July 05, 2020
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The Mutiny Of '89

We wanted a raise. BCCI said no. In reply, the team took on Pakistan.

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The Mutiny Of '89
The Mutiny Of '89
The Indian team, after a real mauling at the hands of the mighty West Indians in 1989, had decided to earn some pocket money. On the way back from the Caribbean and against the wishes of the BCCI, they played a couple of exhibition matches in the USA. The BCCI, riding a wave of public outrage against the Indian cricketers, decided that a ban was an appropriate action. The players sought legal help and the courts decided the BCCI was wrong in treating its players as bonded labour and went on to rap the board on its knuckles for high-handedness.

It was a major victory for the Indian cricketers. They thought it was now the perfect time to make what they thought was a long overdue demand to the BCCI. A pay hike. A hurriedly formed players' body, quite amateurishly, demanded a more than twofold increase in remuneration. The BCCI smartly gave these numbers widespread publicity, to show the cricket-loving public how a team, just humiliated on the cricket field, was shamelessly asking for more money when they ideally should have been looking to improve their cricket and save the nation from further embarrassment.

That BCCI move worked beautifully. The Indian team, in a bid to win the public goodwill back, decided to tour Pakistan 48 hours later without accepting a single penny from the BCCI. "We will just play for pride," was the announcement from the team. That was India's 'preparation' for one of the toughest tours of the decade. That India still managed to draw the four-Test series against arguably the second best team in the world at the time remains one of our cricket's major accomplishments.

Pakistan and its players tend to give you plenty of memories. I will never forget how on the first day at the nets in Karachi, there was this sudden uproar in the crowd who had assembled to watch the nets. The reason, we discovered, was a certain Mr Abdul Qadir sprinting after a spectator who was running for his dear life. Really petrified by now, the spectator had almost reached Carl Lewis's sprint speed and kept going for a good five to seven minutes. Abdul Qadir, more known for his magic with the wrists than his sprinting qualities, was fighting a losing battle, until the police came and took the man away.

We learnt later that the man had pinched Qadir's bottom. We just couldn't stop laughing, recollecting that sight of a Pakistani great running after a man from the street with that same determined look that he would have when looking down the pitch at a No. 11 batsman for his fifth wicket of the innings.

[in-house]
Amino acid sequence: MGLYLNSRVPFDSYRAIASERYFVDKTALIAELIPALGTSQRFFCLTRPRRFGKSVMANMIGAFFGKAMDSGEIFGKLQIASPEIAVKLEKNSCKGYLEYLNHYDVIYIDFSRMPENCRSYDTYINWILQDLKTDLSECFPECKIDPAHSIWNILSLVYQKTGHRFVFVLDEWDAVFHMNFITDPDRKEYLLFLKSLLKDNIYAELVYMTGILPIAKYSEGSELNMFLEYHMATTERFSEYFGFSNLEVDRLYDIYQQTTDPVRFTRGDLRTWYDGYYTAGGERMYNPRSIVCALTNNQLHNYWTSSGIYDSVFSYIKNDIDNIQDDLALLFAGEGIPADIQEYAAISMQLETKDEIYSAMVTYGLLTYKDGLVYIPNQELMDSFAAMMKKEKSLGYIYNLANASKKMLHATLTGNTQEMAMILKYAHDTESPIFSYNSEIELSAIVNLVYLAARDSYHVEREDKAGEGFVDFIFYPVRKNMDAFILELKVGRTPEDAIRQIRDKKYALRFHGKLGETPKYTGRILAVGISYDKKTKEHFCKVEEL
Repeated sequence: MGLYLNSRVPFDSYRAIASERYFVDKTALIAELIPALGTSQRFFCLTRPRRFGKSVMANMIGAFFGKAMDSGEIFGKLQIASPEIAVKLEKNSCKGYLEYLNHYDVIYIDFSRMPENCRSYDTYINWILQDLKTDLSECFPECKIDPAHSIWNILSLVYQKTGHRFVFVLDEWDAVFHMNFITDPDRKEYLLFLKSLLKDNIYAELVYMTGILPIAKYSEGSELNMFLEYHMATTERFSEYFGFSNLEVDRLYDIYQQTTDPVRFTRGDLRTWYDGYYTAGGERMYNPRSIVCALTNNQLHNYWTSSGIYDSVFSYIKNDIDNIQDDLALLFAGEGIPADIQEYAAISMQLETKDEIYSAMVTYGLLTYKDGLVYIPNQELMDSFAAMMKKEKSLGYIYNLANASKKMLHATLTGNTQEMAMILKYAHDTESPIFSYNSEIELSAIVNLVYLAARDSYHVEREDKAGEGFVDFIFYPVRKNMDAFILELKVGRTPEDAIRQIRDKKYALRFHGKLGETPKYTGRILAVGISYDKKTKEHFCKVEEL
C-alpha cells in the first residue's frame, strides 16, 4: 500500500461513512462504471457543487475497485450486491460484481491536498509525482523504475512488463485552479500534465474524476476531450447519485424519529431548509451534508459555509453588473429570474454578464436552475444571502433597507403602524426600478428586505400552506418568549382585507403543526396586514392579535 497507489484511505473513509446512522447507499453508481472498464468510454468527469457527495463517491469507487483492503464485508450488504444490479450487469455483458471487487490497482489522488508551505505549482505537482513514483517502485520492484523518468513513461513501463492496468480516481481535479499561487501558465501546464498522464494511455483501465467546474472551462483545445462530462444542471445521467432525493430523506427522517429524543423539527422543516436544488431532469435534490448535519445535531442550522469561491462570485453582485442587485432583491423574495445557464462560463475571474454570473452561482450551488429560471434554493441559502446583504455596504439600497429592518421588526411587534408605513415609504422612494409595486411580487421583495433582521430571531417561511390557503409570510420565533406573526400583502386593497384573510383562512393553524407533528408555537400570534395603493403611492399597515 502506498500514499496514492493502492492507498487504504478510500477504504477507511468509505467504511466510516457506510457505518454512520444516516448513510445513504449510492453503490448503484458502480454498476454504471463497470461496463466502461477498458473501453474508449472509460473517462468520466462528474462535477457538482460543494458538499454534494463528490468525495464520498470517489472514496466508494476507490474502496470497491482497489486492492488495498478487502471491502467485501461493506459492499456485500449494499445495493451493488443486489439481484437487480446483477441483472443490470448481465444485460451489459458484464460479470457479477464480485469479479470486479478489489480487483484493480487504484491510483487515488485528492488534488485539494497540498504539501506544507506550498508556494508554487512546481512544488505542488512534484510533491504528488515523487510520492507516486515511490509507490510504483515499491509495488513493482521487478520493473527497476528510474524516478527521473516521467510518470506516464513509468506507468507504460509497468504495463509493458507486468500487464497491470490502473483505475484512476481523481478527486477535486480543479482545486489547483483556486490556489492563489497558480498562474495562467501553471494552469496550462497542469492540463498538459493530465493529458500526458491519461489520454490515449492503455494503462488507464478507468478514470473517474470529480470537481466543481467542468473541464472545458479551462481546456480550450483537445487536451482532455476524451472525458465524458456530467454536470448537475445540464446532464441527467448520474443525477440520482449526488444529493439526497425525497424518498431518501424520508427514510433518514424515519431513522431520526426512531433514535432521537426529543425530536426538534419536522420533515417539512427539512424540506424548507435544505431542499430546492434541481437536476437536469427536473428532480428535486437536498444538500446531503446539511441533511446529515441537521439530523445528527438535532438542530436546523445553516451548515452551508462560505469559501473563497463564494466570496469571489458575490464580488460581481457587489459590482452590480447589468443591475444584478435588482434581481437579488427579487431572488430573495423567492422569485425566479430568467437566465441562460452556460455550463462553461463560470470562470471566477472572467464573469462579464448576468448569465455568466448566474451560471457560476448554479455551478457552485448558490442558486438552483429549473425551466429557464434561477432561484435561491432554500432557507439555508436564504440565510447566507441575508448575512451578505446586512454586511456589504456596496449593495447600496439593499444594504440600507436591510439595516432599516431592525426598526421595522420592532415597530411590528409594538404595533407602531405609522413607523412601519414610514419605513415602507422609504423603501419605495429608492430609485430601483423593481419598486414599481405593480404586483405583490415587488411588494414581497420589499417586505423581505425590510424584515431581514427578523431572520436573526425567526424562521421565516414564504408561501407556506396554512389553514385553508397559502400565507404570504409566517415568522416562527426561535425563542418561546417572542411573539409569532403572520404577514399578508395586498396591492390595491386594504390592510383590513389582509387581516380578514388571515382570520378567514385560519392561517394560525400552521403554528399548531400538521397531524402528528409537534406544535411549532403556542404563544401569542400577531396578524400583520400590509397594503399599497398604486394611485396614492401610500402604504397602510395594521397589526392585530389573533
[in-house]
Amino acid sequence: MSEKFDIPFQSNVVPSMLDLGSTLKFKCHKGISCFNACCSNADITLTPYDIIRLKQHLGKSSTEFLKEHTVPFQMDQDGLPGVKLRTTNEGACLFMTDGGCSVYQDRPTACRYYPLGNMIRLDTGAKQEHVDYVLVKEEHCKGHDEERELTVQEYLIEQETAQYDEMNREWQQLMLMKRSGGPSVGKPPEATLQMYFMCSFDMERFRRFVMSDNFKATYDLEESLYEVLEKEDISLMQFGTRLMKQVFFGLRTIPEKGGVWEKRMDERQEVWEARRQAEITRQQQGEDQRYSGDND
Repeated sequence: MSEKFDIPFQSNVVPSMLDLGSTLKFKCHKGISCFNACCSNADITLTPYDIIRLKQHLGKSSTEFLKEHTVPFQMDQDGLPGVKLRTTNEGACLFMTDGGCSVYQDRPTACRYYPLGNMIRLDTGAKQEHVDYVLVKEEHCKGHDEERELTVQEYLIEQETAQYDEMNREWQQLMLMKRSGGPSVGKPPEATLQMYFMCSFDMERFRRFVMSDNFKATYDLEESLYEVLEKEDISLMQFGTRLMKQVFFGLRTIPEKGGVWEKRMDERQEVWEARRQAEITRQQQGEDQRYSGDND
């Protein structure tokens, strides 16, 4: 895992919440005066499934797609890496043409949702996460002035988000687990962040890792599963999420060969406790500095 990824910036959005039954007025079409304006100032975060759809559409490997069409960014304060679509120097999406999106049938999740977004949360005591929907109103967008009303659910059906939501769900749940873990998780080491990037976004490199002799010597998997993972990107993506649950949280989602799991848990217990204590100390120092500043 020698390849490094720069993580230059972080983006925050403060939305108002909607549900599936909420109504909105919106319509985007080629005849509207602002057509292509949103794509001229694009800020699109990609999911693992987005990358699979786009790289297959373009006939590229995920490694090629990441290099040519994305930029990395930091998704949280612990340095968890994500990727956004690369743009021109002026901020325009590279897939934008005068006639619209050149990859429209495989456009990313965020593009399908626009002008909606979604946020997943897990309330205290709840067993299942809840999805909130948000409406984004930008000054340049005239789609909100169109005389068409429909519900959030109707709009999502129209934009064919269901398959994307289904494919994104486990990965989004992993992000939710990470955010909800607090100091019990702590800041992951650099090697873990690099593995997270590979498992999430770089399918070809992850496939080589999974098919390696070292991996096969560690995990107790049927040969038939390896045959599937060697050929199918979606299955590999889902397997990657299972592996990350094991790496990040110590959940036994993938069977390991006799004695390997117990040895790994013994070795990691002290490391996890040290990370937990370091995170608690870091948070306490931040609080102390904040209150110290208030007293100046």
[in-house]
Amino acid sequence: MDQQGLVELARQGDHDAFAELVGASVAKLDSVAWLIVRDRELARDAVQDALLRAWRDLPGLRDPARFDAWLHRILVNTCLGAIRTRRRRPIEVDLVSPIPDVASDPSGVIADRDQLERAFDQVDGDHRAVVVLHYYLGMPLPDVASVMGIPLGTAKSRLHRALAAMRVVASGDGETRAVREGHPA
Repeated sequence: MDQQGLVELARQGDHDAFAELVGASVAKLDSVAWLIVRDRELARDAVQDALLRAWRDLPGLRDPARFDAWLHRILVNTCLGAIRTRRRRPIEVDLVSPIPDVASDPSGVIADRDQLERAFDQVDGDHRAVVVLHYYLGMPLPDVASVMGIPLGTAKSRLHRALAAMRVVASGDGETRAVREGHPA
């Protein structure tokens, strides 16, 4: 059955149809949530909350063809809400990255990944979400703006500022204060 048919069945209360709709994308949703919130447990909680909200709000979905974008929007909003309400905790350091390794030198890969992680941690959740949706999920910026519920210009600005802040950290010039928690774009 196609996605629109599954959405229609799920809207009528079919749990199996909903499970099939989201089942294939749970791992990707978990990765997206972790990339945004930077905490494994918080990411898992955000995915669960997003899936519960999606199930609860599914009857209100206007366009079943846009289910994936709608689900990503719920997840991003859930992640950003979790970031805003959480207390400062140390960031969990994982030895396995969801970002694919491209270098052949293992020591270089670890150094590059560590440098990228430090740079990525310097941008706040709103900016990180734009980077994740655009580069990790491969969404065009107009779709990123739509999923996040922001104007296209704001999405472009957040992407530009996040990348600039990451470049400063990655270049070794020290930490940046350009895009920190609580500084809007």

Personally I had a pretty good tour as a batsman. Which meant I spent more time on the field than off it and hence have more memories from on the field. Also life can be quite restrictive for an Indian team in Pakistan.

Imran Khan took it upon himself in that series to prove to the world, and especially India, that Pakistan could win at home without help from the local umpires, as was the common perception. Disregarding local sentiments and political pressures, he got the PCB to hire two seasoned English umpires, John Holder and John Hampshire. At the time it was a very unique and brave decision. It was a desperately important series for Imran Khan, and he wanted to leave nothing that the Indians could later use as an excuse for their defeat.

But Imran could not realise his dream. India drew the series 0-0. Along with some real spirited Indian batting, Imran's young fast bowlers, through injuries, kept letting him down at critical times on pitches designed for them. Imran though, at 38, was like a determined workhorse, bowling almost 30 overs a day and batting with a lot of grit right through the series.

India returned home to a nation that had forgotten all about the pay hike issue and was happily welcoming an Indian team that had, to be honest, surprised them by not losing a single Test to a very strong Pakistani team. But the one dominating memory from that tour for me was one man. That man, who not surprisingly, apart from a 16-year-old Tendulkar and me at the other end, was the only one who heard that faint nick from Tendulkar's bat to be caught down the leg side at Faisalabad. It was none other than Imran—desperate to win the mother of all sporting rivalries.

(On the 1989-90 tour of Pakistan, Sanjay Manjrekar scored 569 runs at an average of 94.83)
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